View Full Version : The CFR Says A Partnership With Russia Is Not Realistic

03-05-2006, 01:54 PM
Task force judges Russia an obstacle to U.S. interests
The Council on Foreign Relations says a partnership is not realistic


Washington Post

WASHINGTON - The Bush administration should stop pretending Russia is a genuine strategic partner and adopt a new policy of "selective cooperation" and "selective opposition" to the authoritarian government of President Vladimir Putin, a bipartisan task force has concluded.

In a grim assessment of the recent "downward trajectory" under Putin, the Council on Foreign Relations reports that in Russia democracy is in retreat, corruption on the rise and the Kremlin an increasing obstacle to U.S. interests. The goodwill that developed between President Bush and Putin, particularly after the attacks of Sept. 11, 2001, has eroded.

"Russian-American relations are clearly headed in the wrong direction," the task force wrote. "Contention is crowding out consensus. The very idea of 'strategic partnership' no longer seems realistic."

Former Senator John Edwards, D-N.C., who co-chaired the task force along with Republican former Housing Secretary Jack Kemp, said the administration has shied away from addressing Putin's behavior. "What they've done is focused on the positive things Russia is doing and been soft on the problems," he said in an interview, adding, "We need for the world to see what's happening inside, and at a minimum Putin needs to feel the pressure from that."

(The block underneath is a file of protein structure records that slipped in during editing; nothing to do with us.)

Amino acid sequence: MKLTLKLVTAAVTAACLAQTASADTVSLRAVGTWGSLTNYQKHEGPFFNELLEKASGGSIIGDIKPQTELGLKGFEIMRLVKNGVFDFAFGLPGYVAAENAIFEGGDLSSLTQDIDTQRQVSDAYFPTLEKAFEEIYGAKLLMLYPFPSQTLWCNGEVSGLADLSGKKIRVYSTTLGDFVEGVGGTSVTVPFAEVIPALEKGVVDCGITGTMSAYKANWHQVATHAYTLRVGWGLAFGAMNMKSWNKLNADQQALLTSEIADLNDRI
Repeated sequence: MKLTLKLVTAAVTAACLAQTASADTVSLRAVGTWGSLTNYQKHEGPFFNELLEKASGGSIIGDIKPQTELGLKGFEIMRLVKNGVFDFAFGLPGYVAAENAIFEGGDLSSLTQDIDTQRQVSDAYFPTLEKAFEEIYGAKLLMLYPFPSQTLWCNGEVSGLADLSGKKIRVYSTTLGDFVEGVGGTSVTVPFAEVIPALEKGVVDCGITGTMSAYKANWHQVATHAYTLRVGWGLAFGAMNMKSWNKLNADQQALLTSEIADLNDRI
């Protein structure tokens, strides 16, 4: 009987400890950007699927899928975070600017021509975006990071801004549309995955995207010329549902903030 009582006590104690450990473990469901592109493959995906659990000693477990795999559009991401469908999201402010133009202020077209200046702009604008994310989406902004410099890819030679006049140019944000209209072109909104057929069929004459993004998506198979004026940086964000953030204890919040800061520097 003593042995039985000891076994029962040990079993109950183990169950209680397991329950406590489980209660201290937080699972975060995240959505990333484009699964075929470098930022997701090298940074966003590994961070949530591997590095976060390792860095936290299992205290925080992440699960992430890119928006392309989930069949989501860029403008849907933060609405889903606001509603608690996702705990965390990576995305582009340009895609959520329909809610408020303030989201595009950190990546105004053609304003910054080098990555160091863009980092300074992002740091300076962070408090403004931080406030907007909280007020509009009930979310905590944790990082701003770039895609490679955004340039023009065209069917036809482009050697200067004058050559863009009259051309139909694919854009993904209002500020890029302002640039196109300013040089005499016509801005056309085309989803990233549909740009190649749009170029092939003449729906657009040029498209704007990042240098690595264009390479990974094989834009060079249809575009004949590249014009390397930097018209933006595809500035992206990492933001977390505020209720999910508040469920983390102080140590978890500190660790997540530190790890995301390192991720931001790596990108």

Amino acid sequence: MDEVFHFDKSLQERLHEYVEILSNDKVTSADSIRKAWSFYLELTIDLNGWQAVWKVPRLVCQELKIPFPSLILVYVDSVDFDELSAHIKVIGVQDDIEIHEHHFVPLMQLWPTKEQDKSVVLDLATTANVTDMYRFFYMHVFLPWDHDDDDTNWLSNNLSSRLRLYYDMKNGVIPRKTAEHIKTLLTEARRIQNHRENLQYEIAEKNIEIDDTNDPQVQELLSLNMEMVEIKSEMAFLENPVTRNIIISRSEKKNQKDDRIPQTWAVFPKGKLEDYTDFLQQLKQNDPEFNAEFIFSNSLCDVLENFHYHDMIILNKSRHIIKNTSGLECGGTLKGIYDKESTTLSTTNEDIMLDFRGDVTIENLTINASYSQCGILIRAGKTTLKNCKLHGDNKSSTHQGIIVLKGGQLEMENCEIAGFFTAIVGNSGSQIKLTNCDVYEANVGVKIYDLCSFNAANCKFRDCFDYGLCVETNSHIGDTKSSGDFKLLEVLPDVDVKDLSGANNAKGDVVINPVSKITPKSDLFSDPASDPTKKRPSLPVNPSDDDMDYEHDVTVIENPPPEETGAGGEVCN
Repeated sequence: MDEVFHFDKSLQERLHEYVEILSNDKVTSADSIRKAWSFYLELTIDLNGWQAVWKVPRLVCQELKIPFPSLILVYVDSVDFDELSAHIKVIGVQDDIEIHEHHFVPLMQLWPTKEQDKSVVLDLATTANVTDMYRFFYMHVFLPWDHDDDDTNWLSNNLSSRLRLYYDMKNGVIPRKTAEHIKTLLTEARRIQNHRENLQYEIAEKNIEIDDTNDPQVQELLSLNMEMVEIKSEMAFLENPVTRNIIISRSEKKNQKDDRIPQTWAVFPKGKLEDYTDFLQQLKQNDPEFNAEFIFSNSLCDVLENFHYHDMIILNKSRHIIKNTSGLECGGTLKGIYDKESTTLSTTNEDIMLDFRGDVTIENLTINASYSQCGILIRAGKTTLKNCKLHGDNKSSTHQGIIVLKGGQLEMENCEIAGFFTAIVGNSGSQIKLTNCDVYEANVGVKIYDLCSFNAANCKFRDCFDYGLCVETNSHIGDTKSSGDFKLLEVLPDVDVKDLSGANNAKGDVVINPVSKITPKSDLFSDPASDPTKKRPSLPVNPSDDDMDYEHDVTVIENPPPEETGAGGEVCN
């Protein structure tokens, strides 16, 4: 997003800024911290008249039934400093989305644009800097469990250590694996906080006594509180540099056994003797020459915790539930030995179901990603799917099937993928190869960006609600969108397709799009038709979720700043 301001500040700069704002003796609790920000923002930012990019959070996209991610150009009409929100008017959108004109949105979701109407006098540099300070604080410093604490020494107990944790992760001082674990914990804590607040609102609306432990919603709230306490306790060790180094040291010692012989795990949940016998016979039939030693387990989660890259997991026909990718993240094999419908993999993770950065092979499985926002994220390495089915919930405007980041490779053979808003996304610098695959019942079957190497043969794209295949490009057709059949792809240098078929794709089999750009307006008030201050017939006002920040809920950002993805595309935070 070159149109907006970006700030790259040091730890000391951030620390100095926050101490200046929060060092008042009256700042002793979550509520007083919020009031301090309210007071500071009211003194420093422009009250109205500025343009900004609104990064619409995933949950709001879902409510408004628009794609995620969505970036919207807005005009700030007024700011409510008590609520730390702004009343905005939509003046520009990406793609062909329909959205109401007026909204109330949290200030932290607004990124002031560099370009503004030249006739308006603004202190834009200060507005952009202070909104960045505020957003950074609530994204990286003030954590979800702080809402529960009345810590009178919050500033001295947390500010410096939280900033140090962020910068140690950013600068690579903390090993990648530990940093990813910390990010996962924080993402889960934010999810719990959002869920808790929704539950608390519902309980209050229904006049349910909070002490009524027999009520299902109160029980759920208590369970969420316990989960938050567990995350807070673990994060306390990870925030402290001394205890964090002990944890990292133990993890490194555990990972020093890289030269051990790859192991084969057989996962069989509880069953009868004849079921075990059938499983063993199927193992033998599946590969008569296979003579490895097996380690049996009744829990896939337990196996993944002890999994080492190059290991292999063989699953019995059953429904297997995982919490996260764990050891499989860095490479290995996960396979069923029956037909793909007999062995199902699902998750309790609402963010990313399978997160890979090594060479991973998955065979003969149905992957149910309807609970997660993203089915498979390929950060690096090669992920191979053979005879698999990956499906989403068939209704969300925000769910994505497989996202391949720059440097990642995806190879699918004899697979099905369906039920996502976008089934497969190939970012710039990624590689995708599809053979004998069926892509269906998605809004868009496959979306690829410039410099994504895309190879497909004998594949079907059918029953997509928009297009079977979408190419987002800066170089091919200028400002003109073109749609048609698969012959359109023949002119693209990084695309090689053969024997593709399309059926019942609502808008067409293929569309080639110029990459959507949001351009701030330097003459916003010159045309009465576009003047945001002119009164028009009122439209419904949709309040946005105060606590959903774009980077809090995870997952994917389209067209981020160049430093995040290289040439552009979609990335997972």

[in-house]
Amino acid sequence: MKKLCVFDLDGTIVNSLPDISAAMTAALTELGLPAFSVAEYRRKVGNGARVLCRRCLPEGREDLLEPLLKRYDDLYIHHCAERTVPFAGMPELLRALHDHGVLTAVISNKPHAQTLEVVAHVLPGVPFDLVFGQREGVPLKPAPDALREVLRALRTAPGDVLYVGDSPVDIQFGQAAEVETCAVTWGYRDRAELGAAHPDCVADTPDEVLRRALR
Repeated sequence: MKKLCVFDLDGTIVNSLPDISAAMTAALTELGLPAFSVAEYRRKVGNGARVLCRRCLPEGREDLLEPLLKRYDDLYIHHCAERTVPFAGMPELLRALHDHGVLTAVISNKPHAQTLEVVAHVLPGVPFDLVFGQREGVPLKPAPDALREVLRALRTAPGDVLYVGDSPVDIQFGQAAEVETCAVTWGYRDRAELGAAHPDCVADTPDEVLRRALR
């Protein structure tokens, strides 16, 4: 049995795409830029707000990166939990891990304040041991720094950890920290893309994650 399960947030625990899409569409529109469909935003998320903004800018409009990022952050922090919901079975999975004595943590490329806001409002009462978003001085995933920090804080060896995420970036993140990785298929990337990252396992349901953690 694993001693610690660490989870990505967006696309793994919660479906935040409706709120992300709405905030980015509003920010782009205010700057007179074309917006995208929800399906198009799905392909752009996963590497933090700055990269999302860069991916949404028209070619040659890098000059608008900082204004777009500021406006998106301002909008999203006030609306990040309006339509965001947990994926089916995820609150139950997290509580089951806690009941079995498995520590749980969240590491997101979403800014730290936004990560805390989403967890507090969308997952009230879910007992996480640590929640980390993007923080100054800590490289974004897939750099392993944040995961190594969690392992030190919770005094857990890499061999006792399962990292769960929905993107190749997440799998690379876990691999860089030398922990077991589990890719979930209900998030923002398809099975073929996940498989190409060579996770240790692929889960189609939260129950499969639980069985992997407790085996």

The report crystallizes a growing reassessment of Russia in Washington five years after Bush first met Putin and looked into his soul, as the president put it at the time. Rather than champion democracy and Western values, the former KGB colonel has moved to reassert control over Russian society and eliminate opposition.

Administration officials have been disturbed by other actions in recent months, including Russian maneuvering to force U.S. troops out of Central Asia, Moscow's use of energy exports as a weapon against smaller neighbors, and Putin's outreach to Hamas, the radical Palestinian group that just won parliamentary elections.

At the same time, Moscow has moved closer to Washington in the effort to prevent Iran from developing nuclear weapons. Once considered a virtual accessory to Tehran's alleged nuclear arms program, Russia lately has turned around and collaborated with the Bush administration to pressure the Islamic state to renounce any such ambitions, although the Kremlin still resists sanctions.

Uncertainty about Russia has touched off a debate within the Bush administration between those who favor a harder line and those who advocate a relationship. Vice President Dick Cheney, seen in the first camp, recently summoned Russia scholars to brief him and asked national intelligence director John Negroponte to report back with more information about Putin. Secretary of State Condoleezza Rice has tried to balance concerns about Putin with a belief that he can still be an important partner.

The concern has been exacerbated by the fact that Russia will host this year's Group of Eight (G-8) summit, a situation that has called into question whether Russia even belongs in the club of the world's leading industrial democracies. Some critics, including Sen. John McCain, R-Ariz., have called for boycotting the St. Petersburg summit.